The Goes Wrong Show Puts Every Comedic Foot Right

Developed by the minds behind The Play That Goes Wrong, The Goes Wrong Show is chaotic, farcical hilarity

Starring Henry Shields, Henry Lewis, Jonathan Sayer, Dave Hearn, Charlie Russell, Bryony Corrigan, Nancy Zamit, Chris Leask, and Greg Tannahill

There’s something devilishly entertaining in watching other people fuck up isn’t there? It appeals to the innate schadenfreude lurking within us all, to see somebody else flounder. Like Jo Joyner’s infamous gaffe “How’s Adam” in Eastenders’ live episode back in 2015, looking out for mistakes can prove a delightfully diverting pastime. For those fans of live theatre, looking out for mistakes is often impossible unless comically large. Small mistakes happen on a daily basis and, consummate professionals that they are, these are largely covered for in the spirit of camaraderie.

The Goes Wrong Show comes from the minds behind acclaimed theatrical productions The Play That Goes Wrong, The Comedy About a Bank Robbery and Magic Goes Wrong. After adapting their show Peter Pan Goes Wrong for BBC’s 2016 festive season, featuring almost all of The Play That Goes Wrong‘s cast, 2017 saw A Christmas Carol Goes Wrong which in turn inspired BBC to commission a six-part first season of The Goes Wrong Show.

With another Christmas special and a second season under its belt, The Goes Wrong Show also features the (fictional) members of the Cornley Polytechnic Drama Society who valiantly attempt to put on a series of live plays for television but tend to make myriad mistakes, whether that be with missed lines, broken props or faulty sets.

Each member of the Cornley Polytechnic Drama Society has a distinct role to play within the society, adding to a new layer of comedy when their real character shines through on stage. For example, there is the frequently put upon and highly frustrated director, Chris (Henry Shields), a serious actor who consistently tries to bring meaning to the ensuing lunacy. Typically, his foil is Robert (Henry Lewis), who seemingly makes blunders just to irritate Chris and also equates volume with acting talent. He proves especially petulant if Chris has a bigger part than him and will produce distractions to derail his performance.

Then there’s Dennis (Jonathan Sayer), who has incredible difficulty remembering lines and cues – all things expected of an actor, really. Max (Dave Hearn) is a sucker for milking performances for laughs, Sandra (Charlie Russell) is desperate for the audience’s approval and to appear sexy, Vanessa (Bryony Corrigan) who freezes when she needs to improvise, Annie (Nancy Zamit), an enthusiastic but untalented supporting member of the cast, Trevor (Chris Leask), the stage manager who always seems to be in the wrong place in the wrong time and Jonathan (Greg Tannahill), an actor whose part always seems to end up cut, for one contrivance or another.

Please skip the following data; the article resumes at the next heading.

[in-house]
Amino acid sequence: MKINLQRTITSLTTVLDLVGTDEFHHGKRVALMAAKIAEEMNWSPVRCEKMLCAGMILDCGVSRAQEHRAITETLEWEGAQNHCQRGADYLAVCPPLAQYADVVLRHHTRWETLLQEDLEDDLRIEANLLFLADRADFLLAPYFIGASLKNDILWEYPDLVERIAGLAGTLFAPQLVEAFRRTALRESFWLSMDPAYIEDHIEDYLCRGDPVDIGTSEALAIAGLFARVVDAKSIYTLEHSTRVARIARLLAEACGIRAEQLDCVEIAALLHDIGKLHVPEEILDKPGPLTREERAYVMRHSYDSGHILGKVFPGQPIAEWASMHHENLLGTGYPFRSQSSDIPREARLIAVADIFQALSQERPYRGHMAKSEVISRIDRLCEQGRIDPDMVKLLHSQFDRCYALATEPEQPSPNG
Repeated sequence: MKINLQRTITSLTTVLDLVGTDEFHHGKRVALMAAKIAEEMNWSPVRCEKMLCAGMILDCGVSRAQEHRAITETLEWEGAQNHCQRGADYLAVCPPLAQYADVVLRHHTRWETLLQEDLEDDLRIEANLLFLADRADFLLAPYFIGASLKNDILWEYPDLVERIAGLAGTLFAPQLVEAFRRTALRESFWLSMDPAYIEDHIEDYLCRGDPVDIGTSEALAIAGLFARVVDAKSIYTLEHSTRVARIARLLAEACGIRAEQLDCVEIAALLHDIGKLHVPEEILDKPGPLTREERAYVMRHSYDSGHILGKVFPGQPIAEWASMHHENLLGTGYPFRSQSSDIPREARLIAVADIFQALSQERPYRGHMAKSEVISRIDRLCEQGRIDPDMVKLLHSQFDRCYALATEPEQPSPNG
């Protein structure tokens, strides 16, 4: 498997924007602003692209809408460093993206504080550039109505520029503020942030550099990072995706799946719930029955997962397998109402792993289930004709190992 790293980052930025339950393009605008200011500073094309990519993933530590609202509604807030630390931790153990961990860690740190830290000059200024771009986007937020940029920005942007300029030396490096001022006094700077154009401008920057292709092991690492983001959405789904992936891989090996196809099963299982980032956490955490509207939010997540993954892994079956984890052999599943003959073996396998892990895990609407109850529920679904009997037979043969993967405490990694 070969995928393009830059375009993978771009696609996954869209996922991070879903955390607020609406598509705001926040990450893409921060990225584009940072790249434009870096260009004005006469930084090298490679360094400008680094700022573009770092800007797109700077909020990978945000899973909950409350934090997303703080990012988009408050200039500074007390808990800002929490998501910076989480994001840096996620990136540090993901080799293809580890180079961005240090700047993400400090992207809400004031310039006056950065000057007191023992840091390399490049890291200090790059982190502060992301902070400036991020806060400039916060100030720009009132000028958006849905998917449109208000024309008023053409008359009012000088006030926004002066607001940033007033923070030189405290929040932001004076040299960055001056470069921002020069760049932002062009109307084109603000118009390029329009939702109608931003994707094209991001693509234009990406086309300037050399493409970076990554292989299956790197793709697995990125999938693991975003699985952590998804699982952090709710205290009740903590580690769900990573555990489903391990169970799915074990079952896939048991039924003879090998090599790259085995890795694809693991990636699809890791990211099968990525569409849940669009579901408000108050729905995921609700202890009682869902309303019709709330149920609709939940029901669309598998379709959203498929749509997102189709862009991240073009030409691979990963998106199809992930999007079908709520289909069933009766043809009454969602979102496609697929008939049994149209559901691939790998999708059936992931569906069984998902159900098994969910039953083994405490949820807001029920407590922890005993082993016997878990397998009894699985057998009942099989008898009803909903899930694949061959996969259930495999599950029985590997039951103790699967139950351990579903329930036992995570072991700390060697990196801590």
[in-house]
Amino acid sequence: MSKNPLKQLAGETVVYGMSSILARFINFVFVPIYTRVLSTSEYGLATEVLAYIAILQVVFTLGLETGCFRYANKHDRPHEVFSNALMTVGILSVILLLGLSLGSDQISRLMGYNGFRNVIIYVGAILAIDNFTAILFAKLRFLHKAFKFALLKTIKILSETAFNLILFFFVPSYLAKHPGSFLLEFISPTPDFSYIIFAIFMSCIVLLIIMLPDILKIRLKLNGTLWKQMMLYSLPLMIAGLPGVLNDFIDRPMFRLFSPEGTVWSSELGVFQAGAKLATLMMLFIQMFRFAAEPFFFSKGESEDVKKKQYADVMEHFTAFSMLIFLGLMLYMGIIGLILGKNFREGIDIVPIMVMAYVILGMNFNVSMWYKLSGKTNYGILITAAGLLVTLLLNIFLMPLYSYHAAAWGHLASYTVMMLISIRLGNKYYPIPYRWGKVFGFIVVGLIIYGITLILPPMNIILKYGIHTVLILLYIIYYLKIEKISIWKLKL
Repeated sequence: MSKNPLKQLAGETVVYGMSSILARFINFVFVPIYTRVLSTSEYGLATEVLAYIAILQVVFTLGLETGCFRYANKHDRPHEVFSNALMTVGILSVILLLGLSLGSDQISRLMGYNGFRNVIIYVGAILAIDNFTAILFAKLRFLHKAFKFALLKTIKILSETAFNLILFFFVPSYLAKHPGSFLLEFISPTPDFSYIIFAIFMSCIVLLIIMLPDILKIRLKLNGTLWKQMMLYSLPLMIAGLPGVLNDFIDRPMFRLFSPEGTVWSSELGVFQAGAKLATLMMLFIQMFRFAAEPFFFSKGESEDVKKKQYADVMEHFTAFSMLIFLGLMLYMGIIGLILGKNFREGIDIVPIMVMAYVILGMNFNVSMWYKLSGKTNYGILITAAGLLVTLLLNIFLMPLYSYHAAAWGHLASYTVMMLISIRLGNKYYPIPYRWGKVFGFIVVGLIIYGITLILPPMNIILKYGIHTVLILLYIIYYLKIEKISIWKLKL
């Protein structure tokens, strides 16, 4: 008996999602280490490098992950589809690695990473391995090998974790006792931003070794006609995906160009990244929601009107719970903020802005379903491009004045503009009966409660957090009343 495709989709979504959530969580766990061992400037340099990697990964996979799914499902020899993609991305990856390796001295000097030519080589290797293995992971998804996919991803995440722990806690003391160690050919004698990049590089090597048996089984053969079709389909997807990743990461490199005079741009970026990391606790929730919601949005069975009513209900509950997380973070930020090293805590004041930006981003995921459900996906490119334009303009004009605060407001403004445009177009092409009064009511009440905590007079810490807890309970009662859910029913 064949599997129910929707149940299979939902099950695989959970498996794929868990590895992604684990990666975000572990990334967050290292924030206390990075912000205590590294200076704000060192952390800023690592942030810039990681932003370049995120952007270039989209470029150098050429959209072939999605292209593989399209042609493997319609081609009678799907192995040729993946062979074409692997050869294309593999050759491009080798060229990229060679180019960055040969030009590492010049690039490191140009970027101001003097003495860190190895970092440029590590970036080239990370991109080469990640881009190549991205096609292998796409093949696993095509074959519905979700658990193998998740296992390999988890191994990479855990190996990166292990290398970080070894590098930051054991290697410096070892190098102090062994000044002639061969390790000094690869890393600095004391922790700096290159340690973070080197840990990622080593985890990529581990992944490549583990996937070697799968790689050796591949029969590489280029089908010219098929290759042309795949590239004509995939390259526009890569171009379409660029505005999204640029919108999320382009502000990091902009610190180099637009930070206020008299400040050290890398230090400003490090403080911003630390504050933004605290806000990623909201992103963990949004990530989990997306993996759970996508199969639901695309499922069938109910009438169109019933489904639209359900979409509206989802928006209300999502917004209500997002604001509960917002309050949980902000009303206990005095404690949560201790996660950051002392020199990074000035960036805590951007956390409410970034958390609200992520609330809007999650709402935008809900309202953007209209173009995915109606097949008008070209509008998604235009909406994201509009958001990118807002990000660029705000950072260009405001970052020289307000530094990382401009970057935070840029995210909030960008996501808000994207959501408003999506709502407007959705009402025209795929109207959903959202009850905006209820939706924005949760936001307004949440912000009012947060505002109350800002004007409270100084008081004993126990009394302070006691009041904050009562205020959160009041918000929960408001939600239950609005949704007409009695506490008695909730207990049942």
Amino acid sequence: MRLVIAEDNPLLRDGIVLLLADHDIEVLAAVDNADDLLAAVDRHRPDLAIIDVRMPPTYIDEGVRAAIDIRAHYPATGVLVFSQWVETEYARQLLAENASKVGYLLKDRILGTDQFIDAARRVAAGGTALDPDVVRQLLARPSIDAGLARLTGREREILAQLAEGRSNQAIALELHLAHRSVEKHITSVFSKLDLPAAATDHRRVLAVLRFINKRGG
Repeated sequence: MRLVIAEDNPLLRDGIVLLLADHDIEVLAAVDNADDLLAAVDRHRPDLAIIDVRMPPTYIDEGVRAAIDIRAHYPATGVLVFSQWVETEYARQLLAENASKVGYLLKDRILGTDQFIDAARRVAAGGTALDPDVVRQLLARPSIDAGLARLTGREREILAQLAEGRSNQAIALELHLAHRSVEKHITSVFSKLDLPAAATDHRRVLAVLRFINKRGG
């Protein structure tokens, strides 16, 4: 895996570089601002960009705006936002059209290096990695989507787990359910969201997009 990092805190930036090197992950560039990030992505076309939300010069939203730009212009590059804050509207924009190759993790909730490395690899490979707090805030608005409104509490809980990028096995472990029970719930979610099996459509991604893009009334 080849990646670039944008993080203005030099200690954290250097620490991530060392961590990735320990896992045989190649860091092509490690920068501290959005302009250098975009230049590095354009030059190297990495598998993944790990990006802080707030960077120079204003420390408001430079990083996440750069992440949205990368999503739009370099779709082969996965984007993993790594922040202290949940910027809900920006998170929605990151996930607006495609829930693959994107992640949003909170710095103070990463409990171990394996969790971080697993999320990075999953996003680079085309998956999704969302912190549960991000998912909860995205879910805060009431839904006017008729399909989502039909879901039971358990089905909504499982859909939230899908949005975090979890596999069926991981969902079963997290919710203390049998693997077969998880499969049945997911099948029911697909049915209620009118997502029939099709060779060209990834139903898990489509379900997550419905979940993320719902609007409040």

From a theatrical background, the entire company works like a well-oiled machine, lurching from mistake to mistake with a high level of credibility. Even the most cynical will be able to suspend their disbelief at the convincing level that the performers throw themselves into the humour, especially the physical elements. Most of these errors come completely out of nowhere and result in much amusement, not to mention from watching the rest of the cast flounder as they attempt to act their way out of it.

It is also brilliantly written. Firstly, to write fictional plays with an actual plot in the first place, and then being able to toy with this material to create the litany of mistakes for the audience to enjoy. One Shakespearean episode, for example, mines much humour from characters accidentally bunging rhymes. Another has the conceit of a character ruining the punchline of their innuendos. Additionally, some episodes also incorporate the fictional character’s own personalities and conflicts within their acting performances. This creates amusing moments of these characters breaking character and interacting with each other normally and adds more layers and nuance to its own comedy.

From period romances, to a legal drama, to Shakespeare, to a drama showcase, Mischief Theatre truly demonstrates their comedic prowess and make each episode a wholly unique experience. A masterclass in exact timing and comedic commitment, The Goes Wrong Show is comic genius. Unfortunately, at the time of writing, the first series is no longer available to watch on BBC iPlayer, but the second remains on the service in its entirety.

The Goes Wrong Show Series 2 is streaming now on BBC iPlayer

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